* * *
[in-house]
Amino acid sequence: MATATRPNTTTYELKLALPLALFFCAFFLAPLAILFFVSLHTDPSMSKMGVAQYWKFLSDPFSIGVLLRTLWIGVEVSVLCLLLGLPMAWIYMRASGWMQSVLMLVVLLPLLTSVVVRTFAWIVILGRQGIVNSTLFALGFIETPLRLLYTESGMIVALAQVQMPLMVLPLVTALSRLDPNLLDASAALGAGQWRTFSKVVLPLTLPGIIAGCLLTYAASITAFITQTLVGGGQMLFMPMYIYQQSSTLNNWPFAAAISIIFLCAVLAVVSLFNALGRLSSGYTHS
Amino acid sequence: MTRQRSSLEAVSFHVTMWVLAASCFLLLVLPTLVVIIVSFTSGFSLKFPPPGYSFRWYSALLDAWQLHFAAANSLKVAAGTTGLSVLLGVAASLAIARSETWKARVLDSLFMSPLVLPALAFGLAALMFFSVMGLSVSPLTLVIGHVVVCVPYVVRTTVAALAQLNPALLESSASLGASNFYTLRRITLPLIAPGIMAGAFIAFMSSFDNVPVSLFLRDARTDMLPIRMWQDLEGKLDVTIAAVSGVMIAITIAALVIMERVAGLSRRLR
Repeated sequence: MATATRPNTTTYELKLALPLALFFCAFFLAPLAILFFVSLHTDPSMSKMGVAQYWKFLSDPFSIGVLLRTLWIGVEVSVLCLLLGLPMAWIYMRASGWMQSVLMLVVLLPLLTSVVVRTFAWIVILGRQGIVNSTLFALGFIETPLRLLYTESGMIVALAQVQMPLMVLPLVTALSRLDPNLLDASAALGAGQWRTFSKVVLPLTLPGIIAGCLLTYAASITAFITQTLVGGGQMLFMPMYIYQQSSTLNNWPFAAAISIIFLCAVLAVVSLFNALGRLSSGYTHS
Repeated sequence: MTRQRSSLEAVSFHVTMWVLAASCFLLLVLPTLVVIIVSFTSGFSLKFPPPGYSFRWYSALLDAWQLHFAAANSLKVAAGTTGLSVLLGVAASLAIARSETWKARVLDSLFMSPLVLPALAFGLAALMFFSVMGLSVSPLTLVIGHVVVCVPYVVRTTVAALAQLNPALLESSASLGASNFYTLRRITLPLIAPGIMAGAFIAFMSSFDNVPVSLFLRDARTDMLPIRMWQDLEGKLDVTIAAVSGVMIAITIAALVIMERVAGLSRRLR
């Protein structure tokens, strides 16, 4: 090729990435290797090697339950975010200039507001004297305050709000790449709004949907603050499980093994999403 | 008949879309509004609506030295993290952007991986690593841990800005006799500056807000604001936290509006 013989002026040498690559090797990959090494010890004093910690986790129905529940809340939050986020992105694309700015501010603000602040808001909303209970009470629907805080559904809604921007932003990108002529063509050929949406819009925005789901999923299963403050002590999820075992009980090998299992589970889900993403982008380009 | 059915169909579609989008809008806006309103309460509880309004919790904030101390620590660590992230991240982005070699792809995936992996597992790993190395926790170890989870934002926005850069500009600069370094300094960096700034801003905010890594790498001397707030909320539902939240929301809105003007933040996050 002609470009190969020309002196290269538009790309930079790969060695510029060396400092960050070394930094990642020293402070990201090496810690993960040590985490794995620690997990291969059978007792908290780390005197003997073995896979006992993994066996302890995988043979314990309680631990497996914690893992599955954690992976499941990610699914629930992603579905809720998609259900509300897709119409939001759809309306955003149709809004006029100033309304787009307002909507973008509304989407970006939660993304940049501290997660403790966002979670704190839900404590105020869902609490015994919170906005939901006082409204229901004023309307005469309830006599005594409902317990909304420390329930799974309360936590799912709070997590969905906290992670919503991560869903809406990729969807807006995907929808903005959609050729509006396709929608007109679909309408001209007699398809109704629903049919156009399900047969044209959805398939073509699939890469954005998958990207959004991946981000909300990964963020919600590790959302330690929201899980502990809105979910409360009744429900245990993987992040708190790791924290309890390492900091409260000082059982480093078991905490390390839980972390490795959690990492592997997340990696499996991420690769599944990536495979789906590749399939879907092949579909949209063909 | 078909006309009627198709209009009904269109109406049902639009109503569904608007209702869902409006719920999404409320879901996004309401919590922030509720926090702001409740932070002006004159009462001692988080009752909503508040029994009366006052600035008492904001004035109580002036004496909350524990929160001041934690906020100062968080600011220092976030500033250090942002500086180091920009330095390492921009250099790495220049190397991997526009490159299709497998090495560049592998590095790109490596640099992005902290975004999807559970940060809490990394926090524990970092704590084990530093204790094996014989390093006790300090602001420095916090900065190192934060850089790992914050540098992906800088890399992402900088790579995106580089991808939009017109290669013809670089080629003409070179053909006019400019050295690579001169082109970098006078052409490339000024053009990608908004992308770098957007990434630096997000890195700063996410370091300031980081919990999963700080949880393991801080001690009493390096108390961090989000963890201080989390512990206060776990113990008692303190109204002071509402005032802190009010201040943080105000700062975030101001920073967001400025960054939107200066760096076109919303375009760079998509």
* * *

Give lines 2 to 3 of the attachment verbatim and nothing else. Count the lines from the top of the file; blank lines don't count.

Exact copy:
Amino acid sequence: MATATRPNTTTYELKLALPLALFFCAFFLAPLAILFFVSLHTDPSMSKMGVAQYWKFLSDPFSIGVLLRTLWIGVEVSVLCLLLGLPMAWIYMRASGWMQSVLMLVVLLPLLTSVVVRTFAWIVILGRQGIVNSTLFALGFIETPLRLLYTESGMIVALAQVQMPLMVLPLVTALSRLDPNLLDASAALGAGQWRTFSKVVLPLTLPGIIAGCLLTYAASITAFITQTLVGGGQMLFMPMYIYQQSSTLNNWPFAAAISIIFLCAVLAVVSLFNALGRLSSGYTHS
Amino acid sequence: MTRQRSSLEAVSFHVTMWVLAASCFLLLVLPTLVVIIVSFTSGFSLKFPPPGYSFRWYSALLDAWQLHFAAANSLKVAAGTTGLSVLLGVAASLAIARSETWKARVLDSLFMSPLVLPALAFGLAALMFFSVMGLSVSPLTLVIGHVVVCVPYVVRTTVAALAQLNPALLESSASLGASNFYTLRRITLPLIAPGIMAGAFIAFMSSFDNVPVSLFLRDARTDMLPIRMWQDLEGKLDVTIAAVSGVMIAITIAALVIMERVAGLSRRLR